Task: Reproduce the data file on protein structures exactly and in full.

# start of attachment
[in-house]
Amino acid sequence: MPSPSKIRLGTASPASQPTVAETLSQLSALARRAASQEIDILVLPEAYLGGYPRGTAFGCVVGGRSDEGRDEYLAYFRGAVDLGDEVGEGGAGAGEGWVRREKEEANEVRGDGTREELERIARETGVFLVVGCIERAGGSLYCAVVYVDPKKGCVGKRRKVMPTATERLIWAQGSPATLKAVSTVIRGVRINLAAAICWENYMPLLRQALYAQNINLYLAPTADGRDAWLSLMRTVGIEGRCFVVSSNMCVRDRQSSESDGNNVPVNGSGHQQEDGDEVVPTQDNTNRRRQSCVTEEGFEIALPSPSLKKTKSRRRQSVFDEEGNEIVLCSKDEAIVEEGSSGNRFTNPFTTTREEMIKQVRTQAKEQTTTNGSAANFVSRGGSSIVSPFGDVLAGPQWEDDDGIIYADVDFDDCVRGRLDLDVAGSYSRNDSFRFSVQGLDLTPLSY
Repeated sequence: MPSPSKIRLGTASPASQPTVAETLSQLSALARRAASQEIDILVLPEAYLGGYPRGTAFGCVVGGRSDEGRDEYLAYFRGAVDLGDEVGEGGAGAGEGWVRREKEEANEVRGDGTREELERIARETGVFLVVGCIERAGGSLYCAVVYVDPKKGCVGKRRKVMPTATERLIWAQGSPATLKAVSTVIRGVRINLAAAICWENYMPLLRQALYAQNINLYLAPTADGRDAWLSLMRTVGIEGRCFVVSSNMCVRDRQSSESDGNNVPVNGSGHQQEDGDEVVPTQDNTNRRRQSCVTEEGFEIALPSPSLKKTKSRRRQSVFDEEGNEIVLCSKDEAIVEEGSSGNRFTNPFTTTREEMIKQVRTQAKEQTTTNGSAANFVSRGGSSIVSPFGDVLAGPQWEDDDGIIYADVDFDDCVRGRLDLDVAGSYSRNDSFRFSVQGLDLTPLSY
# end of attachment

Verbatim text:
[in-house]
Amino acid sequence: MPSPSKIRLGTASPASQPTVAETLSQLSALARRAASQEIDILVLPEAYLGGYPRGTAFGCVVGGRSDEGRDEYLAYFRGAVDLGDEVGEGGAGAGEGWVRREKEEANEVRGDGTREELERIARETGVFLVVGCIERAGGSLYCAVVYVDPKKGCVGKRRKVMPTATERLIWAQGSPATLKAVSTVIRGVRINLAAAICWENYMPLLRQALYAQNINLYLAPTADGRDAWLSLMRTVGIEGRCFVVSSNMCVRDRQSSESDGNNVPVNGSGHQQEDGDEVVPTQDNTNRRRQSCVTEEGFEIALPSPSLKKTKSRRRQSVFDEEGNEIVLCSKDEAIVEEGSSGNRFTNPFTTTREEMIKQVRTQAKEQTTTNGSAANFVSRGGSSIVSPFGDVLAGPQWEDDDGIIYADVDFDDCVRGRLDLDVAGSYSRNDSFRFSVQGLDLTPLSY
Repeated sequence: MPSPSKIRLGTASPASQPTVAETLSQLSALARRAASQEIDILVLPEAYLGGYPRGTAFGCVVGGRSDEGRDEYLAYFRGAVDLGDEVGEGGAGAGEGWVRREKEEANEVRGDGTREELERIARETGVFLVVGCIERAGGSLYCAVVYVDPKKGCVGKRRKVMPTATERLIWAQGSPATLKAVSTVIRGVRINLAAAICWENYMPLLRQALYAQNINLYLAPTADGRDAWLSLMRTVGIEGRCFVVSSNMCVRDRQSSESDGNNVPVNGSGHQQEDGDEVVPTQDNTNRRRQSCVTEEGFEIALPSPSLKKTKSRRRQSVFDEEGNEIVLCSKDEAIVEEGSSGNRFTNPFTTTREEMIKQVRTQAKEQTTTNGSAANFVSRGGSSIVSPFGDVLAGPQWEDDDGIIYADVDFDDCVRGRLDLDVAGSYSRNDSFRFSVQGLDLTPLSY